When discussing our rural economy in the East and here in Suffolk, it is often in reference to its net contribution to the national economy; a unique selling point of our region. However, I am keen to draw the discussion towards how our rural economy can serve everyone. I am talking, not just in terms of funds, but about creating a sustainable system from homes to highways and from farm to fork.
Alarmingly, every year fifteen million tonnes of food waste is generated. Therefore, developing a sustainable community system is as much a question of innovation as it is about rethinking, for us, what our rural economy can do.
For instance, looking beyond the basic reliance on farming for food, and thinking more about how food and waste can service our environment through anaerobic digestion (breakdown of biodegradable material by microorganism) or be repurposed to feed our livestock.
This simple and innovative example of a ‘whole-system approach’, is being taken up here in Suffolk; from leading businesses like Muntons and Adnams, to local heroes like ‘The Rubbish Diet’ writer Karen Cannard.
Yet, for Suffolk innovators removed from business enablers centred on London, we need to find a way to aid and enable our best and brightest, to help create and maximise a sustainable system.
This is why measures like an improved A14 or broadband infrastructure, are more than just about customer satisfaction. It is about allowing the flow of goods, capital, services, and ideas to and from the East.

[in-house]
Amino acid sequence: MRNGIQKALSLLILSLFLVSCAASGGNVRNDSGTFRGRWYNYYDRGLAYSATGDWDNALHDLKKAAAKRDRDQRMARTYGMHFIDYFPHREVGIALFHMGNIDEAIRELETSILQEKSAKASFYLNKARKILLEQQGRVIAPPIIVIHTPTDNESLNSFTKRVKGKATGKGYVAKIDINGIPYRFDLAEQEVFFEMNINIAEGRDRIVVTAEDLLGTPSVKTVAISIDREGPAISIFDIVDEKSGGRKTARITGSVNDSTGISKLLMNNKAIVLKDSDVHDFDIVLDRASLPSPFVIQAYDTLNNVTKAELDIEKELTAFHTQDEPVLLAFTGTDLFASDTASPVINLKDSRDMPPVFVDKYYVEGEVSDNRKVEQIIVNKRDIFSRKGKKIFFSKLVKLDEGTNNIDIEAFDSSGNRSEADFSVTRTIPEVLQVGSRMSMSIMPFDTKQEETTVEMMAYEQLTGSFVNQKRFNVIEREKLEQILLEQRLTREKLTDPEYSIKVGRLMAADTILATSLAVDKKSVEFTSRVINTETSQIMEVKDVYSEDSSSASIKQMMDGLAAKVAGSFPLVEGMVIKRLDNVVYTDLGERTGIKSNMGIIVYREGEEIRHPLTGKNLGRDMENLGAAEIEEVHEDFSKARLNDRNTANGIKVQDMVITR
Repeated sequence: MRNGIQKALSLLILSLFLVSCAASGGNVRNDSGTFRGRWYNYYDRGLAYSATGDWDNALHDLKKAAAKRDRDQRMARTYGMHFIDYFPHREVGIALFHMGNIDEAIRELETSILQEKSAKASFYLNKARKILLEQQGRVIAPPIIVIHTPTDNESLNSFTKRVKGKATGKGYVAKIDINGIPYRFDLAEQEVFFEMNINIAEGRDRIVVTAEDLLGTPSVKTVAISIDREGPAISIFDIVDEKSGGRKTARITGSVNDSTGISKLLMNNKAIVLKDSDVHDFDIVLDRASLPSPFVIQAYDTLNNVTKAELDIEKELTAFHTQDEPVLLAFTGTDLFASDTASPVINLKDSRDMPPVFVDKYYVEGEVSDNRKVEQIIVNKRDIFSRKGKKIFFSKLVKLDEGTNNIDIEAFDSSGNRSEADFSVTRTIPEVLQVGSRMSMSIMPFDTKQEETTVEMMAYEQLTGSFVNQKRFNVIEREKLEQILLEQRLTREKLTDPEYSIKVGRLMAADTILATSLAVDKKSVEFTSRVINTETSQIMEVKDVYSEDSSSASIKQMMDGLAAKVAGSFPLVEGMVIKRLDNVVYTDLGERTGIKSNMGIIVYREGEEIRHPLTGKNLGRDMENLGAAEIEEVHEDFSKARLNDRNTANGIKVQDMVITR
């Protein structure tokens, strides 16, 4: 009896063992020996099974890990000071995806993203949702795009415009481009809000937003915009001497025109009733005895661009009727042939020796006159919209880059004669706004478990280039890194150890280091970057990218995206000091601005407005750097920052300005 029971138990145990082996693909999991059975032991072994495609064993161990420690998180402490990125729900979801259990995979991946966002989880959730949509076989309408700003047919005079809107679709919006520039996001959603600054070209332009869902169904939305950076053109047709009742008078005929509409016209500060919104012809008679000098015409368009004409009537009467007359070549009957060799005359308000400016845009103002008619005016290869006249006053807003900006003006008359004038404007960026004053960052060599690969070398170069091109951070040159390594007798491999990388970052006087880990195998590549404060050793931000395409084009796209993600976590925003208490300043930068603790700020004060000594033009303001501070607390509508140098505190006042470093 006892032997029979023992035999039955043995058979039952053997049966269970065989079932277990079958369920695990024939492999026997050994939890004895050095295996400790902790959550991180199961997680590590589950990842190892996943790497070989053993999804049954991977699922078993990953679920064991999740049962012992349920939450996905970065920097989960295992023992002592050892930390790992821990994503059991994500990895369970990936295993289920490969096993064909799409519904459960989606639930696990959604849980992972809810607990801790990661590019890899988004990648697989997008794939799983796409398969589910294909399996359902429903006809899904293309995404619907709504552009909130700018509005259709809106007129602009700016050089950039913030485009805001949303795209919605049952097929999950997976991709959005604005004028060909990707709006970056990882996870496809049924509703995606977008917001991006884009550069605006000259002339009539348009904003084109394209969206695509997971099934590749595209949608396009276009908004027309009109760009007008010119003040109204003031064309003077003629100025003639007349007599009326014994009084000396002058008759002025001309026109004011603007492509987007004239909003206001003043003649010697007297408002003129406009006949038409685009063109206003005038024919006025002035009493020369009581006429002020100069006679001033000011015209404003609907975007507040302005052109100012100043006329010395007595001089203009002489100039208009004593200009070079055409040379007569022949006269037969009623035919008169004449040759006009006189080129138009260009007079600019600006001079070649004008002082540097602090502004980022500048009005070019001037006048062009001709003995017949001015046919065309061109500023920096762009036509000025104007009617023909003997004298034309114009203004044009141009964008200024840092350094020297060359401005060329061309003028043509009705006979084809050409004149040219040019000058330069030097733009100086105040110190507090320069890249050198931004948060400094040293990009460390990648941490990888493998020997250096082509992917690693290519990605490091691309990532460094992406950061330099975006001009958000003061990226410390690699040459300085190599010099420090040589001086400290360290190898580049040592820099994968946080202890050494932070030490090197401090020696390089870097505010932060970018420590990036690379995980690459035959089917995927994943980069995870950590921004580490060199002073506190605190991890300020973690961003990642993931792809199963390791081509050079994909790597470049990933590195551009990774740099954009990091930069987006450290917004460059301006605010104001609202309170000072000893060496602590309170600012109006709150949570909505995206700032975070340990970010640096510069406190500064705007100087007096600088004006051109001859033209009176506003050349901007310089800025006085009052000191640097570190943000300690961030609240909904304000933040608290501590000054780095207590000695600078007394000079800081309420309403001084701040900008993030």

Furthermore, infrastructure fit for purpose can support the development of local homes for both our families and communities. A sustainable vision would encourage homes to be developed using local skills, and with our local communities at their heart.
Already we bring together councils, developers and businesses to deliver infrastructure, but we need to go further. Using local skills to build homes in keeping with our rural towns and villages, with the broadband and infrastructure expected of modern living, has the potential to boost existing areas whilst overcoming the rural challenges we face.
Although largely still in discussion, developing a sustainable economy with these key drivers can move our economy forward and at the same time, keep our local communities vibrant and special. However, this must balance the needs and interest of our areas; building consensus towards a shared local vision.
Already we have some excellent business innovators delivering practical sustainability into aspects of everyday life. This we need more of; creating an environmentally sustainable and dynamic community model, optimising the way we deliver the homes for the communities of tomorrow.
Published in the Bury Free Press